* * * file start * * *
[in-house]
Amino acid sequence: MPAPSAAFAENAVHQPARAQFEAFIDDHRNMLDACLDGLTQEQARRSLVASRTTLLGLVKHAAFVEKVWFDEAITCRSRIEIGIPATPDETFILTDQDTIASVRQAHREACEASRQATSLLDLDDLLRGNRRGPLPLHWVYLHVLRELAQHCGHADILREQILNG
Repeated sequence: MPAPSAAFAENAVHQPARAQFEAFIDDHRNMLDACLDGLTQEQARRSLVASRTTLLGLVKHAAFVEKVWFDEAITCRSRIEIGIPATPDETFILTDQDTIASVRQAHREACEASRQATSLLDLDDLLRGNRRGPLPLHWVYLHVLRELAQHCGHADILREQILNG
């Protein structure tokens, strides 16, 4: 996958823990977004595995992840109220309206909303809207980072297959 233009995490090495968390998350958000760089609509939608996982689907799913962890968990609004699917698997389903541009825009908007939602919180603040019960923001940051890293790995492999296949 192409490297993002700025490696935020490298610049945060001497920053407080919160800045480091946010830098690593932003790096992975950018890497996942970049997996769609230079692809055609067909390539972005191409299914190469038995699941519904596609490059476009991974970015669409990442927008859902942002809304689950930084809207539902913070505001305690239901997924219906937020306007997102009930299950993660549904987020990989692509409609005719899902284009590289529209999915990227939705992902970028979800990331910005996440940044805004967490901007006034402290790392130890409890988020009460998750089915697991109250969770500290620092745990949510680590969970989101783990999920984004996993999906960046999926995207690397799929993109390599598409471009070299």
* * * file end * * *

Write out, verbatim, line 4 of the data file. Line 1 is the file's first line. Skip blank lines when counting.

């Protein structure tokens, strides 16, 4: 996958823990977004595995992840109220309206909303809207980072297959 233009995490090495968390998350958000760089609509939608996982689907799913962890968990609004699917698997389903541009825009908007939602919180603040019960923001940051890293790995492999296949 192409490297993002700025490696935020490298610049945060001497920053407080919160800045480091946010830098690593932003790096992975950018890497996942970049997996769609230079692809055609067909390539972005191409299914190469038995699941519904596609490059476009991974970015669409990442927008859902942002809304689950930084809207539902913070505001305690239901997924219906937020306007997102009930299950993660549904987020990989692509409609005719899902284009590289529209999915990227939705992902970028979800990331910005996440940044805004967490901007006034402290790392130890409890988020009460998750089915697991109250969770500290620092745990949510680590969970989101783990999920984004996993999906960046999926995207690397799929993109390599598409471009070299």